25 April 2011


A small small English town, barely even a village, peaceful in the early morning sunshine. I got off the ferry and drove here, in the opposite direction to all the lorries bursting to offload their produce from the continent. I notice how I think of it as Mainland now, more central to the world than the country I grew up in. Ich bin auf der Insel. Friends excuse me, when I do something 'odd', like not wearing a jacket first thing in the fresh morning when I know I will be inside all day, watching the sunshine warm up the tarmac and concrete around the office, they say, 'Oh she is from the Island,' as if my peripheral position is in itself enough to explain strangeness.

The small English town has a long shingle and sand beach, spiked with dark wooden groynes to prevent the coast from taking a Sunday stroll down to the next village, and from there, maybe even across the Channel to the old enemy, France. This morning though, there are very few people around, it is early, for England, around 7am. I would already have been in the office back home, but here, a couple of joggers, and a couple of sprightly pensioners out for a morning walk are the only people I see. The road along the beach is also mostly undisturbed by cars.

I would not have driven here, even for the beauty of the beach, if I had not been here before as a destination, and if I had not had 10 hours before my next 'appointment'. The beach huts are a couple of miles up the promenade from the faded hotel and guest houses. A couple of miles away from where my great-aunt had lived, and the house where my mother was born. There is a photograph of me here in the swimming pool car park at the age of sixteen, all bleached curls, towering over my brother who at fourteen had yet to put on his growth spurt to reach his six-foot-plus adult height. The huts back on to the swimming pool.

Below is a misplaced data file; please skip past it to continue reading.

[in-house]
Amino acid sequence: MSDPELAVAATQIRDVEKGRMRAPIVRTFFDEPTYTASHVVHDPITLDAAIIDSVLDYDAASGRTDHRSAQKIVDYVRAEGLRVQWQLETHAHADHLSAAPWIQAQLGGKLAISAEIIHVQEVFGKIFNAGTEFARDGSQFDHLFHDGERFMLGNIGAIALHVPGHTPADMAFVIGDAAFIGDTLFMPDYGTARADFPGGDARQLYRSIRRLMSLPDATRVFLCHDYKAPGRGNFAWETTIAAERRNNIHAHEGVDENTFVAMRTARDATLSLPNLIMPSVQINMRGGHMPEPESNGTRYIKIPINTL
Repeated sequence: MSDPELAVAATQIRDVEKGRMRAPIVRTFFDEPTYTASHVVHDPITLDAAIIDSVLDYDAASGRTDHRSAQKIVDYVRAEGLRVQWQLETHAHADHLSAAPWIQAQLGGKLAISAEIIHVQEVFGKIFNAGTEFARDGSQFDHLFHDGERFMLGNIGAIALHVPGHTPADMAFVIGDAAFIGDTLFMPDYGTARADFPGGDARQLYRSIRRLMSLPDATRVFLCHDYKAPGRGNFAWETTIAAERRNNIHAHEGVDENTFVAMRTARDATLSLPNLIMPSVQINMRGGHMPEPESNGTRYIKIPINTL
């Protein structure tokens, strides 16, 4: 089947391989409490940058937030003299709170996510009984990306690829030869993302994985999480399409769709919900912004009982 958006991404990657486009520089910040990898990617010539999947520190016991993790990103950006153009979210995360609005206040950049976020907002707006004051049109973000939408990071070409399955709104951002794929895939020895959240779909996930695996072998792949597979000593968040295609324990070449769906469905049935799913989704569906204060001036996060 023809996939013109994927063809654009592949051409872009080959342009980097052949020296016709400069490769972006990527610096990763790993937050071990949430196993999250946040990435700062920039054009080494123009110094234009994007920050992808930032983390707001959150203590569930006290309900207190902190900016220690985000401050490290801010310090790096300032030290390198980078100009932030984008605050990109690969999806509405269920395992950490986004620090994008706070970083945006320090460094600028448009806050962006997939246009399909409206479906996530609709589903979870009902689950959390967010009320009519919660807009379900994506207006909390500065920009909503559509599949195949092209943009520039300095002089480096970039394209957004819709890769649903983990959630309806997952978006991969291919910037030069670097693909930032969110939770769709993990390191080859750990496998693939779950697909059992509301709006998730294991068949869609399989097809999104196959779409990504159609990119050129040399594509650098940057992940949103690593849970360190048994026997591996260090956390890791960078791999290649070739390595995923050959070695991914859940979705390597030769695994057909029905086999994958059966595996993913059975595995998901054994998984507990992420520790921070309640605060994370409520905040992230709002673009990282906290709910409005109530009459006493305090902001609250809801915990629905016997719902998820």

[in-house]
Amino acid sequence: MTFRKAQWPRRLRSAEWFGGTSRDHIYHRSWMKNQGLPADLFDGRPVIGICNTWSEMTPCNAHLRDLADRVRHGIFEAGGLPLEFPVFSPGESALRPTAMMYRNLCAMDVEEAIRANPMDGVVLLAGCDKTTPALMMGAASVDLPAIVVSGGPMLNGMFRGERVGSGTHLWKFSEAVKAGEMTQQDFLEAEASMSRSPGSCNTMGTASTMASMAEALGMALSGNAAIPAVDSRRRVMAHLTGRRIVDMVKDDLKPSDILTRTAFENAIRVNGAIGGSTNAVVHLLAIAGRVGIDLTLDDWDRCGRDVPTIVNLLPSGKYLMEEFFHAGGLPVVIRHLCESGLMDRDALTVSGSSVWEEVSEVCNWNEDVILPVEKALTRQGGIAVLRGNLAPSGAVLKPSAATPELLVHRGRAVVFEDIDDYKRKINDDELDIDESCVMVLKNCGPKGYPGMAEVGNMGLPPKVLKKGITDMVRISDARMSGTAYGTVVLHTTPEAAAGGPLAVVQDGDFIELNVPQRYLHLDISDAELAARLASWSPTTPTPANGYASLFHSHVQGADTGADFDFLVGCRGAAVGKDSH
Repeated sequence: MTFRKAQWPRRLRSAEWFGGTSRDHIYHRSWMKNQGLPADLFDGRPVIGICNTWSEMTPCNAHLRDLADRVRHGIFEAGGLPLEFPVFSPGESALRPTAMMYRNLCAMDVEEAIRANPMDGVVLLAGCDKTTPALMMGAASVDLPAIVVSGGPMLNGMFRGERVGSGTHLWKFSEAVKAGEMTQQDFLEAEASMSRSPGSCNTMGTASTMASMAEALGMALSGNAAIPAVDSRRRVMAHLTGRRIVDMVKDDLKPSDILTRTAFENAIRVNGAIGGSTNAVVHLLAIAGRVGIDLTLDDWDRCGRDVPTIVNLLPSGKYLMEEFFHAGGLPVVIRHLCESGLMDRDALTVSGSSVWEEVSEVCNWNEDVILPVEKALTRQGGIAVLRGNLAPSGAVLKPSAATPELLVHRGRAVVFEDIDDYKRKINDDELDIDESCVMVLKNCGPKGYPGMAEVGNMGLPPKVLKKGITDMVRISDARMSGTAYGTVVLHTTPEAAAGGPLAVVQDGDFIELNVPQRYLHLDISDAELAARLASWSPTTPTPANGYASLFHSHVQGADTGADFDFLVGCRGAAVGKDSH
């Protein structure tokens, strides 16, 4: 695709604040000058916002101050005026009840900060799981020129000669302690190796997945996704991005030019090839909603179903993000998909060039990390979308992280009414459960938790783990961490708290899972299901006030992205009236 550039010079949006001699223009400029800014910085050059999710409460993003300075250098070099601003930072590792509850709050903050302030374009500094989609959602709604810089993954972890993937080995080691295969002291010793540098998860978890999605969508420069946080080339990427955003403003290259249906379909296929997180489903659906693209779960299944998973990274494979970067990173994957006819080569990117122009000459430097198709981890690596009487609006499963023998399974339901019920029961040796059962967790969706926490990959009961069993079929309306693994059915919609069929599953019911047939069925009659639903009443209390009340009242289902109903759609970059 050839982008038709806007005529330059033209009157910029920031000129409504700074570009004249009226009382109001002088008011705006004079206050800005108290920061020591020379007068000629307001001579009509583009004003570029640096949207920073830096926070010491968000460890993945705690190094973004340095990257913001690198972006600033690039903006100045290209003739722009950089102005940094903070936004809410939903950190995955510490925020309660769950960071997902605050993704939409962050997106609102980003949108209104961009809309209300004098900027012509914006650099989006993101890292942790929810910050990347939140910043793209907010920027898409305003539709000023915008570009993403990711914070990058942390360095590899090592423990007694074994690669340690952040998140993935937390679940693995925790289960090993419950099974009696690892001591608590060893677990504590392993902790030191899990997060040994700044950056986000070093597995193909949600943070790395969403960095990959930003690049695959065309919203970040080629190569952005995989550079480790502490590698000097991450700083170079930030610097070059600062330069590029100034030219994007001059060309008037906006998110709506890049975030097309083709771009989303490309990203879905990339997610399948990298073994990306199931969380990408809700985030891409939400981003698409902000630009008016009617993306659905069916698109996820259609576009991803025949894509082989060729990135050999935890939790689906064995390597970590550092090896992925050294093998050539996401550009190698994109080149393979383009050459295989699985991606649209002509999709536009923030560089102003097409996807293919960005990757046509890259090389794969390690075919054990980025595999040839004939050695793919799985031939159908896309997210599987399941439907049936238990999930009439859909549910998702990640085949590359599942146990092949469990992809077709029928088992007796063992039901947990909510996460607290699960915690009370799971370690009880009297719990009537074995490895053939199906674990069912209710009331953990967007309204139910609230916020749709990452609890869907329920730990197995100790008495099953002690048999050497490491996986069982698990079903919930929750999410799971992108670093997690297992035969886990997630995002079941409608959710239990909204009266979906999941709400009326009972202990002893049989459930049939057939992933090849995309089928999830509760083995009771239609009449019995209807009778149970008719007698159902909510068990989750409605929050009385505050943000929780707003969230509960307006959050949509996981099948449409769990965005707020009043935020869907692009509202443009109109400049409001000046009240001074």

Even so, the town is not really familiar to me, in those days it was a good six hours drive from the parental home, longer if we had the caravan on the back, and after sixteen I begged to be left at home, for what teenage girl wants to spend time cooped up in a caravan with parents and brothers? I remembered that as a young child, we had come here and I had slept in my great-aunts house. I remembered the garden, and the path that led behind a tiny sports club, with corrugated tin fences. It took less than three minutes to get to the beach from her house. She left it though, towards the end of her life, moved to sheltered accommodation around the corner together with her husband, they were in a familiar place even if the rooms were not.

She had cool paper tissue skin, and a particular scent or perfume, I don't know which one it was, perhaps the smell of her face powder, but together it gave her a subtle beauty, a distinctiveness that seemed all her. Quiet and almost elegant, not breathtaking but peaceful, something calming. Whether it was her age or just her I don't really know. The small town has the same qualities, neat but not ostentatious, pretty but not eye-catching. Seeing it in repose, quietude.

For Muriel
more pictures here (scroll down)
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